Anders repeatedly cited the role of the community in assisting those affected by PTSD. “I believe the community, when they see a behavior that may be indicative of a problem, [they have to] make it their business.”
“Making it their business” can be difficult, however, because the events that produce PTSD often transpire in situations that are uncomfortable ask about, and, when it comes down to it, most people don’t truly care and wouldn’t feel comfortable telling others in the community about someone’s PTSD. However, the Navy has a mantra Anders hopes the community will follow: ask, care, treat.
“Ask. And don’t just take a simple yes or no. Ask them, ‘Is everything all right? Because, quite frankly, I see you out drinking every night. I see you with a different girl or a different guy every night. Or, I see you neglecting your family.’
“Care. You have to care – you have to care about what they tell you. If they tell you, ‘Well, I’m really not doing so well,’ don’t just say, ‘Well, things will get better’ because they’re not basing that on any scientific evidence that things are going to get better at all.
“Treat. You have to tell someone – someone that is in the position to get them the treatment they need. You could tell the service member, ‘Listen, I think you need to talk to a professional about this. I think you need to talk to your chain of command. I think you need to talk to somebody that you feel confident in talking to.’
“So you have to ask, you have to care, and you have to treat,” Anders said. “I didn’t just make that up. It’s called ACT, and it’s one of the Navy maxims. Ask, care, treat. If you see something that you consider risky behavior, and you feel like a hypocrite because sometimes you engage in that risky behavior... I tell my guys, you feel like a hypocrite? Get over it. You’re part of their chain of command. I tell their family and friends – if you see that and you don’t feel right about approaching them about it, get over it. It’s everyone’s responsibility. This can’t just fall on the chain of command. It can’t just fall on the service member. We need the community involvement also.”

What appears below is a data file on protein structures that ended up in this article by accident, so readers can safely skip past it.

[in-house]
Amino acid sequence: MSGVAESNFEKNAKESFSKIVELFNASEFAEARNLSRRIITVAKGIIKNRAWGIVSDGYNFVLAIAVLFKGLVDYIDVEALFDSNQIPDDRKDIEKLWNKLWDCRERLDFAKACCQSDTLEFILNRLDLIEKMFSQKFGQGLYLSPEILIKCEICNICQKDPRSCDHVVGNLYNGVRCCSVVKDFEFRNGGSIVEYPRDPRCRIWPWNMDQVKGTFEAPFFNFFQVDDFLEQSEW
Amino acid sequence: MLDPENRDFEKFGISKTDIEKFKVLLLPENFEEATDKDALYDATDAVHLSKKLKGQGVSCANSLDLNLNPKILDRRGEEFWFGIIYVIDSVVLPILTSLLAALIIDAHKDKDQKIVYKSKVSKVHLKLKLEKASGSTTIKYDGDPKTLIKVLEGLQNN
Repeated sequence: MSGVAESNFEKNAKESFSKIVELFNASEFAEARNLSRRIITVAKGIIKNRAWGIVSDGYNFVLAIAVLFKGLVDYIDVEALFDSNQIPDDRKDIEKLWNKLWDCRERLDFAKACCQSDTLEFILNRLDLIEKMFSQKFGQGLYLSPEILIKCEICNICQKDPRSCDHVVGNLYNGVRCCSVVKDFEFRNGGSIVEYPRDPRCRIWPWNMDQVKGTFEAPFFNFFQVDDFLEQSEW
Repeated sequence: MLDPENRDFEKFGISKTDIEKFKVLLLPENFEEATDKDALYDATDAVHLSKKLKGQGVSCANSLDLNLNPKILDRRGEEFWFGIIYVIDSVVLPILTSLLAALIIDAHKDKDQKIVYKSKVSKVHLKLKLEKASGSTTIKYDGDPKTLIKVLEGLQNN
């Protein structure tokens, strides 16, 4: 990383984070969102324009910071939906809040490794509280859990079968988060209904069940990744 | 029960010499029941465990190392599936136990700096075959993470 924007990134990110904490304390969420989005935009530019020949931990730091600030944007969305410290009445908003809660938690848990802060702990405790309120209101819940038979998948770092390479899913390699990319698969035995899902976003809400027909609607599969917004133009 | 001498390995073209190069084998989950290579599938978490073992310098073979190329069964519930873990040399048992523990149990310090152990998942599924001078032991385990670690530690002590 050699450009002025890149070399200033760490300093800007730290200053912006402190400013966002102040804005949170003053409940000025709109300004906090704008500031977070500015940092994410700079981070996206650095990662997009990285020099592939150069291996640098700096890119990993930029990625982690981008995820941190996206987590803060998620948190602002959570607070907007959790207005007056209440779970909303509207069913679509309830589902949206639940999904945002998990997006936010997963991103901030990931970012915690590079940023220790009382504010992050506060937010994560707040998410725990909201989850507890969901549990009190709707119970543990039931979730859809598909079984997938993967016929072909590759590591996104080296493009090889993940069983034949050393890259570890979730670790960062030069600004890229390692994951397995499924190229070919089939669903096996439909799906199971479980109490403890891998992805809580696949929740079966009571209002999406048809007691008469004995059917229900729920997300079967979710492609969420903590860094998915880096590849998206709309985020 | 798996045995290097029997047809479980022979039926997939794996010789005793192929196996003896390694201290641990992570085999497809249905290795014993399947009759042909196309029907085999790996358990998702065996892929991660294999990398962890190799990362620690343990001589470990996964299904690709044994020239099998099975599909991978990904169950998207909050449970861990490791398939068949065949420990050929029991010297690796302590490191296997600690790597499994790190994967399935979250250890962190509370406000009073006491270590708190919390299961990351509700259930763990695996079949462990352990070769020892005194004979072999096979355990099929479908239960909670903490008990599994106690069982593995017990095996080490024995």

After almost six hours, Phillip Azevedo ended his standoff by surrendering peacefully to the police who patrolled the community where he was born and raised.
“In the end, it was good,” Venus said. “Millcreek Police, SWAT, the negotiator, they were amazing. They were so respectful to my brother… some of them were in the military, and they understood. And when he came out, they didn’t like, jump on him or anything, they just calmly…” She smiled sweetly, her big, brown eyes shining as the sun does after storm clouds pass. “I just grabbed him and he looked like he was disoriented.” Venus’s volume hushed to a whisper. “It was like it wasn’t him.”
Phillip went immediately by ambulance to Millcreek Community Hospital on Peach Street for a mental health evaluation.